Northamptonshire family heartbroken after ‘beloved’ cat dies from suspected antifreeze poisoning
The owners now want to raise awareness and warn people about the dangers of the toxic substance
A family from Northamptonshire has been left heartbroken after their beloved cat died from what is suspected to be antifreeze poisoning.
Milo, who belonged to a family in Shutlanger near Towcester, began acting out of character on June 2 when he ate his dinner quickly before falling asleep.
The two-and-a-half-year-old projectile vomited a short time after falling asleep and then rushed outside to get some air.
His condition deteriorated quickly and he started fitting and becoming lifeless so he was taken to the vets.
Sadly, there was nothing that could be done to help him and the family made the heartbreaking decision to put him to sleep to prevent him suffering further.
Vets later carried out blood tests and discovered that Milo had extremely high levels of antifreeze poisoning in his body - which they told the owner could have been put in food - rather than having been drunk.
The family has been left heartbroken and devastated by what has happened and shocked that there is a suspicion this could have been done deliberately.
They said they have been left “lost and empty without him.”
The owners now want to raise awareness in the area and to ask people to be extra vigilant.
RSPCA inspector Beckie Harlock, said: “We are very concerned Milo died as a result of suspected antifreeze poisoning and that there are reports of stray cats in the area that are also reported to have died.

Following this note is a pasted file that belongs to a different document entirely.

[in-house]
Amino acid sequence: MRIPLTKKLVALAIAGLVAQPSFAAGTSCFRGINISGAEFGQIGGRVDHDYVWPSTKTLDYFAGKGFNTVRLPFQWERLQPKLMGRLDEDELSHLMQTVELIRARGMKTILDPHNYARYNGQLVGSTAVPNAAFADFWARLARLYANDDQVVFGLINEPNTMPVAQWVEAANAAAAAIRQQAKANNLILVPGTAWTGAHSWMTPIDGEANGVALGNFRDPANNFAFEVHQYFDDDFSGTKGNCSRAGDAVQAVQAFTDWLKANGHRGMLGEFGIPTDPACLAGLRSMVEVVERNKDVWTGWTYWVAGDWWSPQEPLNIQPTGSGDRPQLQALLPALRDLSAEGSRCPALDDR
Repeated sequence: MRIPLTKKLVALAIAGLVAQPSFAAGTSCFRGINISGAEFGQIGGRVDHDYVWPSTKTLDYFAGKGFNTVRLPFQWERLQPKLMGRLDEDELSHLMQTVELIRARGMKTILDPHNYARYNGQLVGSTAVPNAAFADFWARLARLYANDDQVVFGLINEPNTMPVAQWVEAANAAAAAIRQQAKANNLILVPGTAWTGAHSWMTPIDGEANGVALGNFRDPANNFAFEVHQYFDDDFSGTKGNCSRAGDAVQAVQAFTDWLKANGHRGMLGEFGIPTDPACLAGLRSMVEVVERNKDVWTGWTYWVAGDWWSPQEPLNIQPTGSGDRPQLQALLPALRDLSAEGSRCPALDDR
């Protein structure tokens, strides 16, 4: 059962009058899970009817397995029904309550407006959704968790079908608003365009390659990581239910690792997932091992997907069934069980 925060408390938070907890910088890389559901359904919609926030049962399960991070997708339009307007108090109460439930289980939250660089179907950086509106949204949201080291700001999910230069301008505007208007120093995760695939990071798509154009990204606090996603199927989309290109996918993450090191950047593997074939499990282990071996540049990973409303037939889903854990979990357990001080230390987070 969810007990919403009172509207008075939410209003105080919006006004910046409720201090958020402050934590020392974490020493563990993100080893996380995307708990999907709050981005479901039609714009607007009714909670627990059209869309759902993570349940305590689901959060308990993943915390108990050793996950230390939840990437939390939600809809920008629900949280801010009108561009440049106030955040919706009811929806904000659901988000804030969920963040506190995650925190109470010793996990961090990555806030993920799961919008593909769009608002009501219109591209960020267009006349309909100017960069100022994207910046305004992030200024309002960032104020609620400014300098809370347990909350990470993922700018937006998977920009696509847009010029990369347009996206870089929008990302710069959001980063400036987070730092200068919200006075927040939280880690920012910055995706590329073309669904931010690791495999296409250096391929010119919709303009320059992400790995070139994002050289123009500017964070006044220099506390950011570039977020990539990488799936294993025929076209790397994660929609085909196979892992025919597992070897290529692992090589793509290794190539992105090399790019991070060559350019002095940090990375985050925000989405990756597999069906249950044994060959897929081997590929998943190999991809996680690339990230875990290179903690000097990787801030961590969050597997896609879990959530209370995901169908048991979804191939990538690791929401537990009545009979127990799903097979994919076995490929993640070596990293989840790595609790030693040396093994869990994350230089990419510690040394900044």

“We advise pet-owners in the area to keep an eye on their cats’ well-being and if they are showing symptoms of poisoning get them veterinary treatment immediately.
“At this stage we do not know if this was an accidental incident or a deliberate one, but we would ask for everyone in the area to check where they keep their pesticides and chemicals including antifreeze and make sure it is secure and out of the way of cats.
“If you do use antifreeze in your car please make sure that there are no leaks and any spills are cleaned up properly.
“Making sure antifreeze lids are shut tightly or cleaning up any spillages may save an animal’s life.”
Signs of poisoning can be seen anything from 30 minutes after ingestion to two or three days later.
This can include vomiting, seeming depressed or sleepy, appearing drunk or uncoordinated, seizures and difficulty breathing.
Anyone who has information about the incidents in the county should contact the RSPCA’s appeal line on 0300 123 8018.